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Prostate Cancer Treatment Guide

Treatment
Description
Prostate Cancer
Patient Profile
Prostate Cancer
Treatments
Prostate Cancer
Survival Rates
Prostate Cancer
Side Effects
Therapy News View Procedures Share Your Experience

Radiation
Therapy

Prostate Radiation Therapy

EBRT or electron beam radiation therapy aims external radiation at prostate cancer cells. Prostate Radiation
Therapy

EBRT or electron beam radiation therapy aims external radiation at prostate cancer cells.

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Using Radiation Therapy

IMRT and 3D-CRT are newer versions of EBRT and are non-invasive. Using Radiation Therapy

IMRT and 3D-CRT are newer versions of EBRT and are non-invasive.

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Radiation Treatment

Radiation therapy generally requires 5 treatments per week over 6-8 weeks. Radiation Treatment

Radiation therapy generally requires 5 treatments per week over 6-8 weeks.

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External Radiation Outcomes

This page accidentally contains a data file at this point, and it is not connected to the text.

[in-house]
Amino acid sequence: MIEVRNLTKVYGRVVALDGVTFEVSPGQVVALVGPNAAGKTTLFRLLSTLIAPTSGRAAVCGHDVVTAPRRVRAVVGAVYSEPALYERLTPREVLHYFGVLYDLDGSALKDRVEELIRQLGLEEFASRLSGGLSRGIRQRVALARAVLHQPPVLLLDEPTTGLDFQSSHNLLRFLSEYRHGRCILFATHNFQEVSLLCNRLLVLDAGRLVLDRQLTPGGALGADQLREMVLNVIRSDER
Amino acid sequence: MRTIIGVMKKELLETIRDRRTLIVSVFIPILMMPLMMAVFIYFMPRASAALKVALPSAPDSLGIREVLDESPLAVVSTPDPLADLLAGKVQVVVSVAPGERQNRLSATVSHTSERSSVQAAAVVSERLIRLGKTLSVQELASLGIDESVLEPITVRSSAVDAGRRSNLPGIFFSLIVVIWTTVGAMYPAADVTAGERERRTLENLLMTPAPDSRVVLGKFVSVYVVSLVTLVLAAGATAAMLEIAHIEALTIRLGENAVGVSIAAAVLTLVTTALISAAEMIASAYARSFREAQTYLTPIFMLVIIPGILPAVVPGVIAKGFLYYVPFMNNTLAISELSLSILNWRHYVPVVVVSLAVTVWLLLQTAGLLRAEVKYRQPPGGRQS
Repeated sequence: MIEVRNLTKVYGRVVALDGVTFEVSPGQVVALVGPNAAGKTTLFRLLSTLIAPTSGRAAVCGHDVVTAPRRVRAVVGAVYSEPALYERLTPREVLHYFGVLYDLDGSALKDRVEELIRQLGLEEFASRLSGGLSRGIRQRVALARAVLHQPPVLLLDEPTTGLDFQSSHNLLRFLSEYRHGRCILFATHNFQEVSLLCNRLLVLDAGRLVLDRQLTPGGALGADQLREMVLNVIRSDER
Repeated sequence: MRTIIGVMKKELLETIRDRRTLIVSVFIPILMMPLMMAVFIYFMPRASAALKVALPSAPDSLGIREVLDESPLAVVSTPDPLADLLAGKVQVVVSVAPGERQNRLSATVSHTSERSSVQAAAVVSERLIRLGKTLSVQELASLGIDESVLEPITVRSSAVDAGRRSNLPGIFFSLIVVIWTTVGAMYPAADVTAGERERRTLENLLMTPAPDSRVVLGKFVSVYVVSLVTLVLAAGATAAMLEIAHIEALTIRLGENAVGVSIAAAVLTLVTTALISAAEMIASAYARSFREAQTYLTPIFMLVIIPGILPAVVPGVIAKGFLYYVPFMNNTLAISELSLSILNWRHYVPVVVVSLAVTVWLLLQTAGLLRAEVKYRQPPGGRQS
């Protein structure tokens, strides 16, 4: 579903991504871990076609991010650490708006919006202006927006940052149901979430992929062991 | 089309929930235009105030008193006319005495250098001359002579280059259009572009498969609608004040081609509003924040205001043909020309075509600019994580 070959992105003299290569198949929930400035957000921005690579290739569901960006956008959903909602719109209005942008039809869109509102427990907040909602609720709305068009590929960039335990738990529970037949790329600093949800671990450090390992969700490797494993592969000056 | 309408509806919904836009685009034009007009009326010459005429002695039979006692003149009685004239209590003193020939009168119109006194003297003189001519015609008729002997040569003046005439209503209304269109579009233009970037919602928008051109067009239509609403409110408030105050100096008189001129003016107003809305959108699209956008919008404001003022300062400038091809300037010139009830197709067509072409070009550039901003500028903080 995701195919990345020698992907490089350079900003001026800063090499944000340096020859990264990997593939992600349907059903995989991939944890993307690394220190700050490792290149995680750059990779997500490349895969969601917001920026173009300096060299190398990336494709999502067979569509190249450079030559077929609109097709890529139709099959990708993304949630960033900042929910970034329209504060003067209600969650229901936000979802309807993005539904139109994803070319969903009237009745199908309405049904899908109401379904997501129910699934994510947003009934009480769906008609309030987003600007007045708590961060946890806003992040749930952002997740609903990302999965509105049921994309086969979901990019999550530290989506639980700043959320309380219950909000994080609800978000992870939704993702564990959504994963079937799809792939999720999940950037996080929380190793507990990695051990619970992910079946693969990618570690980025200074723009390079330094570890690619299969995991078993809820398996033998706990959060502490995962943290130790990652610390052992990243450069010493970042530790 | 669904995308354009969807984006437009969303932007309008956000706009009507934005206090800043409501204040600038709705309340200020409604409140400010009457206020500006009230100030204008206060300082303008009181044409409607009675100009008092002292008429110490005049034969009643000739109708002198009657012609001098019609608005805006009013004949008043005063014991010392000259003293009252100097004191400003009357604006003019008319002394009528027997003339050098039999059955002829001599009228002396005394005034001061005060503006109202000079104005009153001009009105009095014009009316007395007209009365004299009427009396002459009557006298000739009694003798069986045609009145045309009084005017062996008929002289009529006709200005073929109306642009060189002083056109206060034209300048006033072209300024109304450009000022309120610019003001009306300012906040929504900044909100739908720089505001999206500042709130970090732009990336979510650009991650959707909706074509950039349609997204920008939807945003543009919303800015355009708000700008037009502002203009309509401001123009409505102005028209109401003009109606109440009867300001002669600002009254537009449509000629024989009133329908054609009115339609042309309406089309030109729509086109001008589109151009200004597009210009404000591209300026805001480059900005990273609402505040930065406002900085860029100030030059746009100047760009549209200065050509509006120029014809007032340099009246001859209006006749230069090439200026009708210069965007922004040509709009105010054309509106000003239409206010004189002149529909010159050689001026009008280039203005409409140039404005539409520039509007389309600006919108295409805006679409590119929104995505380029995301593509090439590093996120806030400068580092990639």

Multiple long- and short-term studies indicate success rates over 85% especially when used with other therapies. External Radiation
Outcomes

Multiple long- and short-term studies indicate success rates over 85% especially when used with other therapies.

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Radiation
Side Effects

May include tiredness, diarrhea, skin irritation, upset stomach, frequent or burning urination, and proctitis. Radiation
Side Effects

May include tiredness, diarrhea, skin irritation, upset stomach, frequent or burning urination, and proctitis.

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Prostate News

Click here for the latest news on Radiation Therapy.Prostate News

Click here for the latest news on Radiation Therapy.

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Radiation Therapy
Videos

Click here to view Radiation Therapy procedures. Radiation Therapy
Videos

Click here to view Radiation Therapy procedures.

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Radiation Therapy
Experiences


Click here to share your Radiation Therapy experiences.Radiation Therapy
Experiencse

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Brachytherapy

Chemotherapy

Cryotherapy & Cryosurgery

Hormone
Therapy

Prostatectomy

Robotic Prostatectomy

Watchful
Waiting

Complementary
and
Alternative Medicine

High Intensity
Focused
Ultrasound (HIFU)

Emerging Technologies

 

Results of Treating Prostate Cancer with Radiation Therapy and Hormone Therapy

“Optimizing Hormone Therapy in Localized Prostate Cancer: Focus on External Beam Radiotherapy”
SANDLER, HOWARD M. Journal of Urology. Innovations and Challenges in Prostate Cancer: Prevention, Detection and Treatment: Fourth International Conference. 172(5, Part 2 of 2) Supplement:S38-S41, November 2004.